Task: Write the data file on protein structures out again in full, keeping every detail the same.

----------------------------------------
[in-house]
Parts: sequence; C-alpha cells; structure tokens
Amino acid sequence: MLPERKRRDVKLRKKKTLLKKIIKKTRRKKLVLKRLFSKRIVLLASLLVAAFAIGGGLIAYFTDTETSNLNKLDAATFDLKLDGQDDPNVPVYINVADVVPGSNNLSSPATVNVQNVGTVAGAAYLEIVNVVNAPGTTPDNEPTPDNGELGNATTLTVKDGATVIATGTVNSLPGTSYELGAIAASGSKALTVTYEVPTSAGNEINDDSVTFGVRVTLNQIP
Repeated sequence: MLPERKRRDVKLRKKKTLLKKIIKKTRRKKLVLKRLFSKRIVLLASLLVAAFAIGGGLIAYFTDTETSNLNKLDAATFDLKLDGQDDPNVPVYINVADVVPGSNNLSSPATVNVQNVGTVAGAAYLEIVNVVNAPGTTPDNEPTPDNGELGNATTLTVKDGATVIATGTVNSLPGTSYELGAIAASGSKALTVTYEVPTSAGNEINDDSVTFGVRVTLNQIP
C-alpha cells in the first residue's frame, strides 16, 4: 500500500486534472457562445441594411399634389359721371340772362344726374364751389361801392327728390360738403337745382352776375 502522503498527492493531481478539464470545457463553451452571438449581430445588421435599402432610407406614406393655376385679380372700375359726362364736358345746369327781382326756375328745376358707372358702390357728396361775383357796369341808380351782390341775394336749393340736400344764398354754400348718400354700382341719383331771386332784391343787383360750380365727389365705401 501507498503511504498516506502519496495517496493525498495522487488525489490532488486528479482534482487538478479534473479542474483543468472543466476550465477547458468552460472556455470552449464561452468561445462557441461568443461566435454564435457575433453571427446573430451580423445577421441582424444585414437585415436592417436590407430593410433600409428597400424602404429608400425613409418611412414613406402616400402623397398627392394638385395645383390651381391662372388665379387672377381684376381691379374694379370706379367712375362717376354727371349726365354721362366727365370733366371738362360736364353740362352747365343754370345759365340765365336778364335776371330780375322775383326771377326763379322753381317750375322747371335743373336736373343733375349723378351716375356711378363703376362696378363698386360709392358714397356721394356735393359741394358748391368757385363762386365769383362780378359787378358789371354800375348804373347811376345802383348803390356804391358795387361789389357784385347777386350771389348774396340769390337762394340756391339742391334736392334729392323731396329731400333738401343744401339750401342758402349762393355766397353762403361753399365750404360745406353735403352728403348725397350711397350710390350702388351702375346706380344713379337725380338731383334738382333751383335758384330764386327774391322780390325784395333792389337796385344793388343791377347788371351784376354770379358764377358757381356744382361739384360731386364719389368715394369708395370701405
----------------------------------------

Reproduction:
[in-house]
Parts: sequence; C-alpha cells; structure tokens
Amino acid sequence: MLPERKRRDVKLRKKKTLLKKIIKKTRRKKLVLKRLFSKRIVLLASLLVAAFAIGGGLIAYFTDTETSNLNKLDAATFDLKLDGQDDPNVPVYINVADVVPGSNNLSSPATVNVQNVGTVAGAAYLEIVNVVNAPGTTPDNEPTPDNGELGNATTLTVKDGATVIATGTVNSLPGTSYELGAIAASGSKALTVTYEVPTSAGNEINDDSVTFGVRVTLNQIP
Repeated sequence: MLPERKRRDVKLRKKKTLLKKIIKKTRRKKLVLKRLFSKRIVLLASLLVAAFAIGGGLIAYFTDTETSNLNKLDAATFDLKLDGQDDPNVPVYINVADVVPGSNNLSSPATVNVQNVGTVAGAAYLEIVNVVNAPGTTPDNEPTPDNGELGNATTLTVKDGATVIATGTVNSLPGTSYELGAIAASGSKALTVTYEVPTSAGNEINDDSVTFGVRVTLNQIP
C-alpha cells in the first residue's frame, strides 16, 4: 500500500486534472457562445441594411399634389359721371340772362344726374364751389361801392327728390360738403337745382352776375 502522503498527492493531481478539464470545457463553451452571438449581430445588421435599402432610407406614406393655376385679380372700375359726362364736358345746369327781382326756375328745376358707372358702390357728396361775383357796369341808380351782390341775394336749393340736400344764398354754400348718400354700382341719383331771386332784391343787383360750380365727389365705401 501507498503511504498516506502519496495517496493525498495522487488525489490532488486528479482534482487538478479534473479542474483543468472543466476550465477547458468552460472556455470552449464561452468561445462557441461568443461566435454564435457575433453571427446573430451580423445577421441582424444585414437585415436592417436590407430593410433600409428597400424602404429608400425613409418611412414613406402616400402623397398627392394638385395645383390651381391662372388665379387672377381684376381691379374694379370706379367712375362717376354727371349726365354721362366727365370733366371738362360736364353740362352747365343754370345759365340765365336778364335776371330780375322775383326771377326763379322753381317750375322747371335743373336736373343733375349723378351716375356711378363703376362696378363698386360709392358714397356721394356735393359741394358748391368757385363762386365769383362780378359787378358789371354800375348804373347811376345802383348803390356804391358795387361789389357784385347777386350771389348774396340769390337762394340756391339742391334736392334729392323731396329731400333738401343744401339750401342758402349762393355766397353762403361753399365750404360745406353735403352728403348725397350711397350710390350702388351702375346706380344713379337725380338731383334738382333751383335758384330764386327774391322780390325784395333792389337796385344793388343791377347788371351784376354770379358764377358757381356744382361739384360731386364719389368715394369708395370701405